Cawfee Regulah

The main ingredient of these devotionals is scripture, but my favorite part of this morning devotional-writing routine is making that first cup of coffee and sitting down in my chair by the corner windows that overlook the harbor. With a steaming cup of joe in one hand, I begin to pray-write, and look to see where God is taking us each day. I know that many of you read these writings first thing in the morning, and I imagine you in a comfortable spot with your own cup of “cawfee regulah,” as they say in New York. BTW, “coffee regular” is caffeinated coffee with two sugars and two creams. That’s what it takes to wake up in New York.

And since we’re learning about all things coffee this morning, the phrase “cup of joe” comes from the morphing of “java” and “jamoke,” according to Snopes:

“Of the two best theories, jamoke morphing into joe is the strongest contender thanks to this find by linguist Michael Quinion: “It is significant that an early example appears in 1931 in the Reserve Officer’s Manual by a man named Erdman: ‘Jamoke, Java, Joe. Coffee. Derived from the words Java and Mocha, where originally the best coffee came from.’”

We only do serious research here at At Water’s Edge, people.

Coffee is an amazing industry now. Back in the ancient of days, during a period of history before Starbucks (known as B.S.), folks usually made a cup of something called “Chock Full of Nuts” or “Maxwell House” at home and then got on with their day. Now we have Starbucks beckoning us from every corner, and the Starbucks culture has become prevalent everywhere. Children now learn to say Caramel Macchiato and Grande, Iced, Sugar-Free Vanilla Latte With Soy Milk before they say dog and cow. Next time you are in a public setting, take note of how many people are carrying the famous Starbucks cup with their names misspelled on the side. Starbucks reported 4.52 billion dollars in sales last year. We prize our caffeine, depend on our caffeine, need our caffeine, and kinda worship our caffeine. And coffee shops everywhere are at our service.

Apparently there was no coffee in Biblical times, which may explain all of the fighting that went on in the Old Testament. The writers of the Psalms, however, were very in touch with their need for a morning cup of God:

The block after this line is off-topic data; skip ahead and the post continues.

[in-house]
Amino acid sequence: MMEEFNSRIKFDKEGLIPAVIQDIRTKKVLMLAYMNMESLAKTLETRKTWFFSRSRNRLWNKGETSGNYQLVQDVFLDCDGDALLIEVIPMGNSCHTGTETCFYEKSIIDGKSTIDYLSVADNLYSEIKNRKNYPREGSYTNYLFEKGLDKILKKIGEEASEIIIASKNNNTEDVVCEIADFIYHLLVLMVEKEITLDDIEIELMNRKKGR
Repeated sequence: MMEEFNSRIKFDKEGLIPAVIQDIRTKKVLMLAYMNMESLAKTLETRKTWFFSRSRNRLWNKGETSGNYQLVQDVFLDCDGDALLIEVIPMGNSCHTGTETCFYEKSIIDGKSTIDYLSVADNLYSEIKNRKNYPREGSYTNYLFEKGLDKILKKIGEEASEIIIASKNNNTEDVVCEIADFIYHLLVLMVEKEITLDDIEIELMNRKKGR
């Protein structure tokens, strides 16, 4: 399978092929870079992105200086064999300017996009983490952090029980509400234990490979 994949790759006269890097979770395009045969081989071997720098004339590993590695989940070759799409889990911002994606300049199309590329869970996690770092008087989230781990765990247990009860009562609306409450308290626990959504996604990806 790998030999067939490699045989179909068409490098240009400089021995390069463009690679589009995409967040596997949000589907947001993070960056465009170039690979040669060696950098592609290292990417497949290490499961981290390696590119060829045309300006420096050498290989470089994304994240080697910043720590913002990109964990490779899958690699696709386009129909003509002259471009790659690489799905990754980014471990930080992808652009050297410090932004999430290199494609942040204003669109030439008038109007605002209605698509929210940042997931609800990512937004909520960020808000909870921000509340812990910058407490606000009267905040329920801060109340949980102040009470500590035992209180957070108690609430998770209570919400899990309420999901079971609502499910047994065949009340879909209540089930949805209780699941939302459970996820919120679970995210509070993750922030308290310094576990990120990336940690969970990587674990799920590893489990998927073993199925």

Psalm 143

A psalm of David.

1 Lord, hear my prayer,

    listen to my cry for mercy;

in your faithfulness and righteousness

    come to my relief.

2 Do not bring your servant into judgment,

    for no one living is righteous before you.

3 The enemy pursues me,

    he crushes me to the ground;

he makes me dwell in the darkness

    like those long dead.

4 So my spirit grows faint within me;

    my heart within me is dismayed.

5 I remember the days of long ago;

    I meditate on all your works

    and consider what your hands have done.

6 I spread out my hands to you;

    I thirst for you like a parched land.

7 Answer me quickly, Lord;

    my spirit fails.

Do not hide your face from me

    or I will be like those who go down to the pit.

8 Let the morning bring me word of your unfailing love,

    for I have put my trust in you.

Show me the way I should go,

    for to you I entrust my life.

9 Rescue me from my enemies, Lord,

    for I hide myself in you.

10 Teach me to do your will,

    for you are my God;

may your good Spirit

    lead me on level ground.

11 For your name’s sake, Lord, preserve my life;

    in your righteousness, bring me out of trouble.

12 In your unfailing love, silence my enemies;

    destroy all my foes,

    for I am your servant.

Out of everything that is beautiful in this passage, this verse absolutely sings:

Let the morning bring me word of your unfailing love, for I have put my faith in you.

What might your day look like if you made that your prayer? Think about all the routine tasks you have to do today: work, relationships, chores, child-rearing, etc. How might all of these things be if you woke up every day and asked God to teach you his will, and to use his good spirit to lead you on level ground? What if you poured a hot, steaming cup of asking God to show you the way to go every morning with the same faithfulness and regularity you apply to drinking coffee?

Prevenient grace assures us that God is already present in your day, waking you up and wooing you to his side. So take a sip, savor the flavor, and settle into his promises. In God, we find our hiding place, our life preserver, the silencer of our enemies, the one who brings relief, and the one who hears our cries for mercy. And that, my friend, is better than caffeine.

My mother-in-law gave me this favorite mug. She carried it back from Harrod’s in London.

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